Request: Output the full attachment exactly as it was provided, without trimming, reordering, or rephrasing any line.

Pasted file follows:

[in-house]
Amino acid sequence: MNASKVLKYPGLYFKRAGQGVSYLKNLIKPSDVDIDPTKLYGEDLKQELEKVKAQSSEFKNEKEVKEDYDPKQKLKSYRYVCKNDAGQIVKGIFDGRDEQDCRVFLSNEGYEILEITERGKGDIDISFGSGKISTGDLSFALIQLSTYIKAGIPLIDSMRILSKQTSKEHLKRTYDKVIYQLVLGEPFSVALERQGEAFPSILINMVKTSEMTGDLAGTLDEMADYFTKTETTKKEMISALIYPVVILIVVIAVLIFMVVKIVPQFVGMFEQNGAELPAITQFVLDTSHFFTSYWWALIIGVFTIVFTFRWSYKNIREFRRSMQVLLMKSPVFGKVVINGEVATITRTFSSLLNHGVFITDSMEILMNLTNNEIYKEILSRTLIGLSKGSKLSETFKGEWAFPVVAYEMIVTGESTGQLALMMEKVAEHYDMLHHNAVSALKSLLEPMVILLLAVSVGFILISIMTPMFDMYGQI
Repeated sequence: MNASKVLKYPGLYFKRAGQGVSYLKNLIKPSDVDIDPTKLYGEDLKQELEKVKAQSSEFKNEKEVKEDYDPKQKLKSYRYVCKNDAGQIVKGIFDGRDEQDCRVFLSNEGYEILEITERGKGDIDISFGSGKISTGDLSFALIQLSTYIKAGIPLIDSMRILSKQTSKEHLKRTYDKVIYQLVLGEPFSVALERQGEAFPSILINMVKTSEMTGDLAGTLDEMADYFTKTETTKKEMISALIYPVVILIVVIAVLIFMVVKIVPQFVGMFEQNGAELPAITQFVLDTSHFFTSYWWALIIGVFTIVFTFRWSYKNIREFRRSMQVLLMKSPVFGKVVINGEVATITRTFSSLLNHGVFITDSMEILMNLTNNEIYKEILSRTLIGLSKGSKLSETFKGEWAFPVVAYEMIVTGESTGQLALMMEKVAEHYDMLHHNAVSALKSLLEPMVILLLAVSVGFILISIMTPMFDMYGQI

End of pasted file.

[in-house]
Amino acid sequence: MNASKVLKYPGLYFKRAGQGVSYLKNLIKPSDVDIDPTKLYGEDLKQELEKVKAQSSEFKNEKEVKEDYDPKQKLKSYRYVCKNDAGQIVKGIFDGRDEQDCRVFLSNEGYEILEITERGKGDIDISFGSGKISTGDLSFALIQLSTYIKAGIPLIDSMRILSKQTSKEHLKRTYDKVIYQLVLGEPFSVALERQGEAFPSILINMVKTSEMTGDLAGTLDEMADYFTKTETTKKEMISALIYPVVILIVVIAVLIFMVVKIVPQFVGMFEQNGAELPAITQFVLDTSHFFTSYWWALIIGVFTIVFTFRWSYKNIREFRRSMQVLLMKSPVFGKVVINGEVATITRTFSSLLNHGVFITDSMEILMNLTNNEIYKEILSRTLIGLSKGSKLSETFKGEWAFPVVAYEMIVTGESTGQLALMMEKVAEHYDMLHHNAVSALKSLLEPMVILLLAVSVGFILISIMTPMFDMYGQI
Repeated sequence: MNASKVLKYPGLYFKRAGQGVSYLKNLIKPSDVDIDPTKLYGEDLKQELEKVKAQSSEFKNEKEVKEDYDPKQKLKSYRYVCKNDAGQIVKGIFDGRDEQDCRVFLSNEGYEILEITERGKGDIDISFGSGKISTGDLSFALIQLSTYIKAGIPLIDSMRILSKQTSKEHLKRTYDKVIYQLVLGEPFSVALERQGEAFPSILINMVKTSEMTGDLAGTLDEMADYFTKTETTKKEMISALIYPVVILIVVIAVLIFMVVKIVPQFVGMFEQNGAELPAITQFVLDTSHFFTSYWWALIIGVFTIVFTFRWSYKNIREFRRSMQVLLMKSPVFGKVVINGEVATITRTFSSLLNHGVFITDSMEILMNLTNNEIYKEILSRTLIGLSKGSKLSETFKGEWAFPVVAYEMIVTGESTGQLALMMEKVAEHYDMLHHNAVSALKSLLEPMVILLLAVSVGFILISIMTPMFDMYGQI